4 Expert Tips for Getting the Most Out of Google Fonts

Share this article

Google fonts has been with us for almost five years now. If you work with web front-ends, there is every chance that you have used the service in at least one of the websites that you developed.

While the licensing costs have remained zero, Google’s font library has grown steadily in both number and quality, with Google taking over both the copyright and infrastructure responsibilities for you. What’s more, implementing Google fonts requires minimal work on your part as their magic servers handle many of the trickier issues we used to have to manage ourselves.

We probably take it for granted today, but it’s easy to forget how difficult, hacky and expensive it used to be to use custom typography on your site. Reacquaint yourself with ‘sIFR‘ if you want a quick reminder of what we used to go through.

Having such a useful resource at your disposal, it makes sense to get the most out of it. In this article, I’d like to present four tips to help you use Google fonts like a pro.

Tip #1: Request Multiple Fonts in a Single Request

Using different fonts in heading and paragraph text can often improve readability. However, we also know that requesting many small files from a server is significantly slower that requesting one large file.

So, instead of requesting each font separately, it’s advantageous to combine those multiple font requests into one. As an example, let’s say you wish to load two fonts — Lato and Raleway. The proper way to load the fonts would be:

<link href='https://fonts.googleapis.com/css?family=Lato|Raleway' 

Though this no difference to the total number of bits downloaded, the number of HTTP requests is reduced, and this has been proven to improve page load times. The more fonts you are using, the bigger the potential saving – though there are good other good reasons for limiting the number of external fonts you use.

Additionally, this method makes the code is more concise and readable. You only need to look at one line to understand all the fonts that your webpage is requesting.

Tip #2: Specify Font Styles and Script Subsets

There are times when you may want the italic or bold version of a font. In situations like these you can specify the font style using i and b respectively after the font name separated by a :.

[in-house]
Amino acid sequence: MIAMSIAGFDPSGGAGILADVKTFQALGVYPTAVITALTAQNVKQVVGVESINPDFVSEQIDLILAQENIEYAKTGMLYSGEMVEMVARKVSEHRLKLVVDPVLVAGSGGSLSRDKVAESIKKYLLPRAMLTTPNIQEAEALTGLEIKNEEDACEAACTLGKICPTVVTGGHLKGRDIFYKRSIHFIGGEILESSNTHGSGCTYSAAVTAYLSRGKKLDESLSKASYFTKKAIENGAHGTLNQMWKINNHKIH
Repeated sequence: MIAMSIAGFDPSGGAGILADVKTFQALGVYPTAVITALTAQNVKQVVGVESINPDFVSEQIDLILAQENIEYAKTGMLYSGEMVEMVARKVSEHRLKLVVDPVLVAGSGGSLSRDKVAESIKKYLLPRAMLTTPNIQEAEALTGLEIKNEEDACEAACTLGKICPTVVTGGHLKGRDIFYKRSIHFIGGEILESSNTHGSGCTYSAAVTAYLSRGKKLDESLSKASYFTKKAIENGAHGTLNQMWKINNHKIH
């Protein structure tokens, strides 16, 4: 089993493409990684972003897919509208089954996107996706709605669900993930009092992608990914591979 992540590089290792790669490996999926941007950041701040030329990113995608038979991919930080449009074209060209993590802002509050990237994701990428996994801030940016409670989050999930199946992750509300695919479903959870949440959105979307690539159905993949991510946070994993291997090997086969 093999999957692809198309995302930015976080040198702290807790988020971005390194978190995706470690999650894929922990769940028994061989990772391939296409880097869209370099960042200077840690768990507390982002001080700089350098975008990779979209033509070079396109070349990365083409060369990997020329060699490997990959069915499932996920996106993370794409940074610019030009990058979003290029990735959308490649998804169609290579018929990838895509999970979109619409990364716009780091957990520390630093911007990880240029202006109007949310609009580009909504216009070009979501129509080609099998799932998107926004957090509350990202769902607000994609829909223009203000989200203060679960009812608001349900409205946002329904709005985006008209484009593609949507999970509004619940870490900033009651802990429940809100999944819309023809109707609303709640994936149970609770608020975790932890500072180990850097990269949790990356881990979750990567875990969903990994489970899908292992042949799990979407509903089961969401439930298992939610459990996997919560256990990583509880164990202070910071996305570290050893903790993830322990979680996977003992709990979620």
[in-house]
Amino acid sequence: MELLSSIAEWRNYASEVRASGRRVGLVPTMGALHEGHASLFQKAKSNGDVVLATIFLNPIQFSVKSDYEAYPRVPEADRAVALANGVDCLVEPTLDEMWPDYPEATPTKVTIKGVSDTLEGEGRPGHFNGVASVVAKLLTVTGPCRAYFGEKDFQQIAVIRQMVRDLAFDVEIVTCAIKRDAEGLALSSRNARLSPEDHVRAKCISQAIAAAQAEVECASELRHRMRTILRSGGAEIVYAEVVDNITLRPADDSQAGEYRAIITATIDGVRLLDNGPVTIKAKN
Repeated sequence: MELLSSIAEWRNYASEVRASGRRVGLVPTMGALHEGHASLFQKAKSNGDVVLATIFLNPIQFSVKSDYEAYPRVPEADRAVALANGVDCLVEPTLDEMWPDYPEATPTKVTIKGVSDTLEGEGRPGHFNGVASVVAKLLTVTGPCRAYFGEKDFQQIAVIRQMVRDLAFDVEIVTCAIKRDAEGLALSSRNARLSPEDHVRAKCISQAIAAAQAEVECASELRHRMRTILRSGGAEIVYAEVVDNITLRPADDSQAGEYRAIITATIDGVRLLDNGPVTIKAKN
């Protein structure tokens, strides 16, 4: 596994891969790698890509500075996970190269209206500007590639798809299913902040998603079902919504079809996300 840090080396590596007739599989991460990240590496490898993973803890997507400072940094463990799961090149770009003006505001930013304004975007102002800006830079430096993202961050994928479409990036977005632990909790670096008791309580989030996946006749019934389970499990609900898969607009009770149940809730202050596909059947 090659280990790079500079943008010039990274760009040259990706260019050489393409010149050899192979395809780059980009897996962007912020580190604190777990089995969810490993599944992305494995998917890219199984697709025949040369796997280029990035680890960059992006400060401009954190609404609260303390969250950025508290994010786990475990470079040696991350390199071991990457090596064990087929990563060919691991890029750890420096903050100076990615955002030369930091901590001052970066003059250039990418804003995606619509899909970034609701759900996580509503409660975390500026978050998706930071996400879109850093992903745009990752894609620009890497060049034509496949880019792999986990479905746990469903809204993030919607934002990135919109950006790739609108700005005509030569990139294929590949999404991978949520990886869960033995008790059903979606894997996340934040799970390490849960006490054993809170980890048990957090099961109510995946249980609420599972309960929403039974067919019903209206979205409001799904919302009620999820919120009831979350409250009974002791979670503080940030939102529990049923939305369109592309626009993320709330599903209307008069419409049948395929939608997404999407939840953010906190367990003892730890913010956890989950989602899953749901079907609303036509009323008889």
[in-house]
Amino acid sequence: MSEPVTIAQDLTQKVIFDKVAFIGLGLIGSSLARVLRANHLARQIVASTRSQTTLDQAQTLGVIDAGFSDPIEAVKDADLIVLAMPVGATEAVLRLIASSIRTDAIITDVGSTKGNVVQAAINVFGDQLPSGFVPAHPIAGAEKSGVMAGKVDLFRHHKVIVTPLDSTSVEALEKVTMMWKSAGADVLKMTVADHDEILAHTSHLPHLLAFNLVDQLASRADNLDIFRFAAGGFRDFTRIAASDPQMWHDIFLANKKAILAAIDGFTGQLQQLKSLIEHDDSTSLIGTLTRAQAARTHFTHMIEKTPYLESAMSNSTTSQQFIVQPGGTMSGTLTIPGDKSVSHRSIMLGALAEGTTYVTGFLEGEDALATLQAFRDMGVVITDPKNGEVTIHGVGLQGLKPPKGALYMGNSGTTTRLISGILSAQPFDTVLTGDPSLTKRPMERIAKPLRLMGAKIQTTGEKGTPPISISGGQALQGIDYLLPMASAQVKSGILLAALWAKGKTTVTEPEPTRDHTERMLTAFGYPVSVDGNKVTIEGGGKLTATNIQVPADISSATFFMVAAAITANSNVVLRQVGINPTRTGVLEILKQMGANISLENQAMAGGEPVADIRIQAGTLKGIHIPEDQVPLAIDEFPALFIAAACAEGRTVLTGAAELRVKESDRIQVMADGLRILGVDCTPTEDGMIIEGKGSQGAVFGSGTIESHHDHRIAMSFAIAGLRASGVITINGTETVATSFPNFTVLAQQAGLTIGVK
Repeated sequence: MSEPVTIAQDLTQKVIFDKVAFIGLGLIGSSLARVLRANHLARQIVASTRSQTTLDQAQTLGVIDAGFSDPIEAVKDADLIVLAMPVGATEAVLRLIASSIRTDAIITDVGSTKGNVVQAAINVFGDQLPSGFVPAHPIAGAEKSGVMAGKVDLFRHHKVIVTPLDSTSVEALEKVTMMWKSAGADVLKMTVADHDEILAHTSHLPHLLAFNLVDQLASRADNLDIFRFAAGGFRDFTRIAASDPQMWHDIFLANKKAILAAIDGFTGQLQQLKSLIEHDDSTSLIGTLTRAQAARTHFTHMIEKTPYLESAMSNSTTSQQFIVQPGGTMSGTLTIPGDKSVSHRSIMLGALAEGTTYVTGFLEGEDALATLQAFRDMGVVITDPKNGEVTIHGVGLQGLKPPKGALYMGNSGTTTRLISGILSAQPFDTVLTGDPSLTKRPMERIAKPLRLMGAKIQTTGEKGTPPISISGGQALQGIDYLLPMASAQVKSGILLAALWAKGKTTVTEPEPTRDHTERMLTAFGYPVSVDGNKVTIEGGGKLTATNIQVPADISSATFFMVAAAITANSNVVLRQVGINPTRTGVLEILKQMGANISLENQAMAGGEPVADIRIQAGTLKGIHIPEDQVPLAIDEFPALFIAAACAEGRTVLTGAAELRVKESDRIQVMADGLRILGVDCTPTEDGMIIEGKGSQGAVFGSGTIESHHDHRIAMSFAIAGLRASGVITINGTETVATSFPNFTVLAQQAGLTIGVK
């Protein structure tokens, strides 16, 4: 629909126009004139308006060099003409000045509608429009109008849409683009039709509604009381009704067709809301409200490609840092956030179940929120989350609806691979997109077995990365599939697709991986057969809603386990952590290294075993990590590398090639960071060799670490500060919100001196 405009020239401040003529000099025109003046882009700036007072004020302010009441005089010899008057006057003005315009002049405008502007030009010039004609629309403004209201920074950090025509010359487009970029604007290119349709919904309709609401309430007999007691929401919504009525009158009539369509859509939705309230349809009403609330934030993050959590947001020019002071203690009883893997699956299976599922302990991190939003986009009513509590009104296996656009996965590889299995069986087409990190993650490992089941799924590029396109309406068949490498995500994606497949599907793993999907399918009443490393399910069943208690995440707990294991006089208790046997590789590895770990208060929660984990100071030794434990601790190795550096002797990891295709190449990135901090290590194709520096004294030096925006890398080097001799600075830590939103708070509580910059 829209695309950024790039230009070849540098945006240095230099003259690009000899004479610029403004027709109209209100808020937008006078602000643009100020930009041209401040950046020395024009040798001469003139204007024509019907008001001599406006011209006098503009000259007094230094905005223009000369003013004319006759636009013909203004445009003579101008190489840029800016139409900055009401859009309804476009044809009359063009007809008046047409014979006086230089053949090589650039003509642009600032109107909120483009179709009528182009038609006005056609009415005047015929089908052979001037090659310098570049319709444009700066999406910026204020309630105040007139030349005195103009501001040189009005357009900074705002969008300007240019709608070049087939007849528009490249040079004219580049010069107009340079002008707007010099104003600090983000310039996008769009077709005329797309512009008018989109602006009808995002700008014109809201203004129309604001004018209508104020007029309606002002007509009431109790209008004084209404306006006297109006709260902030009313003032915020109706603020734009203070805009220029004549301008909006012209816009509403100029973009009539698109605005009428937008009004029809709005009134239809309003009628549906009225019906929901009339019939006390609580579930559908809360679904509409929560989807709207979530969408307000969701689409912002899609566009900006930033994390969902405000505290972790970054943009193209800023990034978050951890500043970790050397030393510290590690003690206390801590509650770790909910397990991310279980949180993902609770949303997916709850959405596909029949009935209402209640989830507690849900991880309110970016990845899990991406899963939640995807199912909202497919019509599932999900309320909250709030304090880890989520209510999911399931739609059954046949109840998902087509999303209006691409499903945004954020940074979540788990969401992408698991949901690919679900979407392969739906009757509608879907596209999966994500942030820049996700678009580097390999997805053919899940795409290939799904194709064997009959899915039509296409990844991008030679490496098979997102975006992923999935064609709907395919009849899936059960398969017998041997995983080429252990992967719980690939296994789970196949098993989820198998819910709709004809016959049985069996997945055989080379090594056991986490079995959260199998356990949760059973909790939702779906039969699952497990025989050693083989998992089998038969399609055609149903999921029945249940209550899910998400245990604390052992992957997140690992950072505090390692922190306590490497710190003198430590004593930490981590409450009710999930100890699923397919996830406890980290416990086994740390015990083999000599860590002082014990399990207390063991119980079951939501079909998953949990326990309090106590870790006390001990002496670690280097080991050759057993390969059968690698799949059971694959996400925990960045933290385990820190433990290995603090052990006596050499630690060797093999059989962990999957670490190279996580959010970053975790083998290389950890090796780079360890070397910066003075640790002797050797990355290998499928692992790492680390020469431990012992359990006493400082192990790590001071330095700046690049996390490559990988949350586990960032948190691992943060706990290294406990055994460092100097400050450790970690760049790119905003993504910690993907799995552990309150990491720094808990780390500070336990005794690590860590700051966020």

Here is an example:

<link href='https://fonts.googleapis.com/css?family=Lato:i|Raleway:b' 

You can also use bi to load a bold italic font style if available.

If you want a different variation of a bold font you can use a numerical weight. Raleway, for example, has four versions of bold with weight 600,700,800 and 900. To request the ultra bold font you need to call:

<link href='https://fonts.googleapis.com/css?family=Raleway:900' 

If you are not comfortable with the abbreviations, you are free to specify the full name for a font style, as I’ve done in the next example:

<link href='https://fonts.googleapis.com/css?family=Lato:300italic' 

In this case, instead of loading a normal italic font, we are loading the light version.

Some fonts in the directory support multiple scripts like Latin and Greek. One example of such a font is Roboto Mono. To request the Greek subset of the font you can use the following URL:


Tip #3: Optimize to Only Send the Characters You Need

In specific situations, you might need to use only a strictly limited set of characters from a given font. This may also be the case when you only require the digits from a given font.

In cases like this, it’s simple to reduce the request size by cherry-picking the specific characters we need by using the text= value in your font URL. This way Google will return the version of the font file you requested optimized for your specific needs. This can dramatically reduce the file-size of the font that is supplied – particularly with intricate display fonts and elaborate calligraphic typefaces.